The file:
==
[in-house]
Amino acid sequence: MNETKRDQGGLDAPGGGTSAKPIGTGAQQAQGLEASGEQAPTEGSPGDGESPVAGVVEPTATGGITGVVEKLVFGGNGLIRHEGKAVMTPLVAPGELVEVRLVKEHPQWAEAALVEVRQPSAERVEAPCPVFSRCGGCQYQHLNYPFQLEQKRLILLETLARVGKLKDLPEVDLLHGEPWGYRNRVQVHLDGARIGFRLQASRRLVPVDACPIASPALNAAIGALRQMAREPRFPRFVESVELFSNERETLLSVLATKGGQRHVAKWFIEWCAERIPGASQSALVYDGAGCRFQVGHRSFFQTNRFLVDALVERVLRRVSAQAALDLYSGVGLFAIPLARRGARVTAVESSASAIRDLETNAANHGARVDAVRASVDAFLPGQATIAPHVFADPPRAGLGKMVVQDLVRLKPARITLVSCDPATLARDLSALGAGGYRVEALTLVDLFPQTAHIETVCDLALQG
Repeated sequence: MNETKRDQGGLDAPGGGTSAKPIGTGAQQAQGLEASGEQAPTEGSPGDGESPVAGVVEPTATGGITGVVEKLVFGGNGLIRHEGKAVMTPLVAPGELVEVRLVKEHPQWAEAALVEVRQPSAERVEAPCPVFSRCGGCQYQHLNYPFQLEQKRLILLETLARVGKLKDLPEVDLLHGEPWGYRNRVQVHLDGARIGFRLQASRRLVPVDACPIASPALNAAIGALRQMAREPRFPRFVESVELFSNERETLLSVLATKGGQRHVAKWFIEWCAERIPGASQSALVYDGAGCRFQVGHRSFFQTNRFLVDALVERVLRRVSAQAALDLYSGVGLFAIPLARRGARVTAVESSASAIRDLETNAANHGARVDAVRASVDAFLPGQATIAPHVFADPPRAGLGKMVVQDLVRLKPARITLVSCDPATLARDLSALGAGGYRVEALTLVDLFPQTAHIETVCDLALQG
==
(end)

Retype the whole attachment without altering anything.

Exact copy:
[in-house]
Amino acid sequence: MNETKRDQGGLDAPGGGTSAKPIGTGAQQAQGLEASGEQAPTEGSPGDGESPVAGVVEPTATGGITGVVEKLVFGGNGLIRHEGKAVMTPLVAPGELVEVRLVKEHPQWAEAALVEVRQPSAERVEAPCPVFSRCGGCQYQHLNYPFQLEQKRLILLETLARVGKLKDLPEVDLLHGEPWGYRNRVQVHLDGARIGFRLQASRRLVPVDACPIASPALNAAIGALRQMAREPRFPRFVESVELFSNERETLLSVLATKGGQRHVAKWFIEWCAERIPGASQSALVYDGAGCRFQVGHRSFFQTNRFLVDALVERVLRRVSAQAALDLYSGVGLFAIPLARRGARVTAVESSASAIRDLETNAANHGARVDAVRASVDAFLPGQATIAPHVFADPPRAGLGKMVVQDLVRLKPARITLVSCDPATLARDLSALGAGGYRVEALTLVDLFPQTAHIETVCDLALQG
Repeated sequence: MNETKRDQGGLDAPGGGTSAKPIGTGAQQAQGLEASGEQAPTEGSPGDGESPVAGVVEPTATGGITGVVEKLVFGGNGLIRHEGKAVMTPLVAPGELVEVRLVKEHPQWAEAALVEVRQPSAERVEAPCPVFSRCGGCQYQHLNYPFQLEQKRLILLETLARVGKLKDLPEVDLLHGEPWGYRNRVQVHLDGARIGFRLQASRRLVPVDACPIASPALNAAIGALRQMAREPRFPRFVESVELFSNERETLLSVLATKGGQRHVAKWFIEWCAERIPGASQSALVYDGAGCRFQVGHRSFFQTNRFLVDALVERVLRRVSAQAALDLYSGVGLFAIPLARRGARVTAVESSASAIRDLETNAANHGARVDAVRASVDAFLPGQATIAPHVFADPPRAGLGKMVVQDLVRLKPARITLVSCDPATLARDLSALGAGGYRVEALTLVDLFPQTAHIETVCDLALQG